Weaknesses of Raising the Minimum Wage
Economists against raising the minimum wage proclaim that it has a far-reaching negative impact on employers, employees, and the overall economy (Belman & Wolfson, 2014). Labor is a central element of the production cost which should always be sustained at a low level for business viability. Inflation is a consequence of increased production costs which increase product prices in the market. An increase in employee remuneration creates wage-push inflation, which indicates a rise in production costs and, hence, an increased product price which contributes to a loss of currency value. Thus, increasing wages leads to higher production costs and, consequently, inflation (Peneva & Rudd, 2017).
Workers in different industries receive different compensations according to productivity levels. Financially, it is not logical to compensate a worker $15 or more per hour when their exact productivity is lower, for instance, $10. This will create losses for business and consequently failure to sustain operations. In accordance with the principles of supply and demand, the rise in manufacturing cost results in a surge in product prices, leading to declined demand and an effort by organizations to reduce their production quantity. This contributes to reduced demand for labor leading to layoffs and increasing unemployment rates.
A country with a high unemployment rate experienced reduced economic growth due to declining tax revenues (Kosters, 1996). The government revenue dedicated to improving the country’s infrastructure shrinks, leading to decreased infrastructure progress and affecting economic growth. The expanding unemployment rates contribute to increased poverty rates and consequently lead to illegal activities such as crime and substance abuse resulting from desperation. Expanding the minimum wage also elicits innovation as firms acquire an incentive to employ machinery instead of human labor. The resulting increase in labor costs has seen a rapid shift from manual production techniques to automation (Wolfram, 2017). For instance, inventions involving robots to conduct formulaic activities in various industries such as the cuisine industry, production, and transportation industry have increased, creating job losses.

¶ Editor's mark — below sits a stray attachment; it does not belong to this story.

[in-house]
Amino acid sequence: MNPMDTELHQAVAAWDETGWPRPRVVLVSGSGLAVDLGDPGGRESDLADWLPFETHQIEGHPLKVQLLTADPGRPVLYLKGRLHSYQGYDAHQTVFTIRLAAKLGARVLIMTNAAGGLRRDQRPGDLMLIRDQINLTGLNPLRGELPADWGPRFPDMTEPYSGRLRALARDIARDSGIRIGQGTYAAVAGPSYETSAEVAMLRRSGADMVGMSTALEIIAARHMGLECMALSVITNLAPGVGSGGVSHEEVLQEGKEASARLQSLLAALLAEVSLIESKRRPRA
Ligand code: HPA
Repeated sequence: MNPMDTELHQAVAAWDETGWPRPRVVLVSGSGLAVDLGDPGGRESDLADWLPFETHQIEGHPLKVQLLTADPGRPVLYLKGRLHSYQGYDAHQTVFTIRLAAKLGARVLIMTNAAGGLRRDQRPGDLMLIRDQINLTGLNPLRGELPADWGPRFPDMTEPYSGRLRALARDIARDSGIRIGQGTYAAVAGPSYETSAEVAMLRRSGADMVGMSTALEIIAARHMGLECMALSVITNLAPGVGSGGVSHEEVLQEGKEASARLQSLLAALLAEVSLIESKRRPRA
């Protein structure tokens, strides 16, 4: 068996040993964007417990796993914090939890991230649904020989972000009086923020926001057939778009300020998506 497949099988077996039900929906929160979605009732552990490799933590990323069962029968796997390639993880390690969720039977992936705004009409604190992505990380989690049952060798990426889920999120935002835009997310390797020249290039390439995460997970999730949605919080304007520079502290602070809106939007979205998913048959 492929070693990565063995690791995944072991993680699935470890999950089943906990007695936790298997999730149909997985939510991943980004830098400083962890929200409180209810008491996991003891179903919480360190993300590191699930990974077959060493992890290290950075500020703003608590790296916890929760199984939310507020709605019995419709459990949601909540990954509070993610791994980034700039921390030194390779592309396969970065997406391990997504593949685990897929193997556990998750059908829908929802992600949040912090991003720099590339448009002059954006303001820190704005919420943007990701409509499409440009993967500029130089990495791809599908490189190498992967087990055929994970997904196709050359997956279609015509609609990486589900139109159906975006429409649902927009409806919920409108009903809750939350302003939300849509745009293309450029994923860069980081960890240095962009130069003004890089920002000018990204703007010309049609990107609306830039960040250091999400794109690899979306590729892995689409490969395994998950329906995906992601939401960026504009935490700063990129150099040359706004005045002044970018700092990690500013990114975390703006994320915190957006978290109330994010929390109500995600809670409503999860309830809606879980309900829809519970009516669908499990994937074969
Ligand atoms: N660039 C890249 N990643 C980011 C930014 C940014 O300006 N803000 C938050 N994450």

An increase in minimum wage restricts the aggressiveness of professional ventures, specifically multinational businesses. Countries with inflated remunerations usher in the disintegration of firms or lead to inflation due to high-priced products. Consequently, consumers develop a preference for low-cost imports. Thus, the gross domestic product (GDP) decreases as a considerable segment of the country’s funds is spent on other countries’ products, shepherding declined revenue. Import dependency also destroys domestic industries, thus, derailing economic growth. The government bears a responsibility to its taxpayers to advance trade incentives to local manufacturers, and raising the minimum wage discourages domestic investors. California increased its minimum wage to $15 in 2022, which produced cautionary signs such as relocation or closure of business firms. Research suggests that full implementation of the policy in California will considerably collapse business entities (Saltsman, 2017).
Raising the minimum wage has implications of increasing employer burdens leading to declined business growth and high unemployment rates. For instance, most companies in America function with a pre-arranged remuneration budget, and a rise in the wage rates will contribute to slower recruitment and surged layoffs. The wage limit restriction enforced by the government may be based on political motivations rather than on cost-benefit analysis. The arbitrary setting of base salaries is not ideal because separate industries have contrasting prevailing elements. It would be unsuitable to govern different economic sectors equally as they operate in dissimilar conditions. The implementation and monitoring of a base salary increment is an extortionate basis compelling a needless economic burden.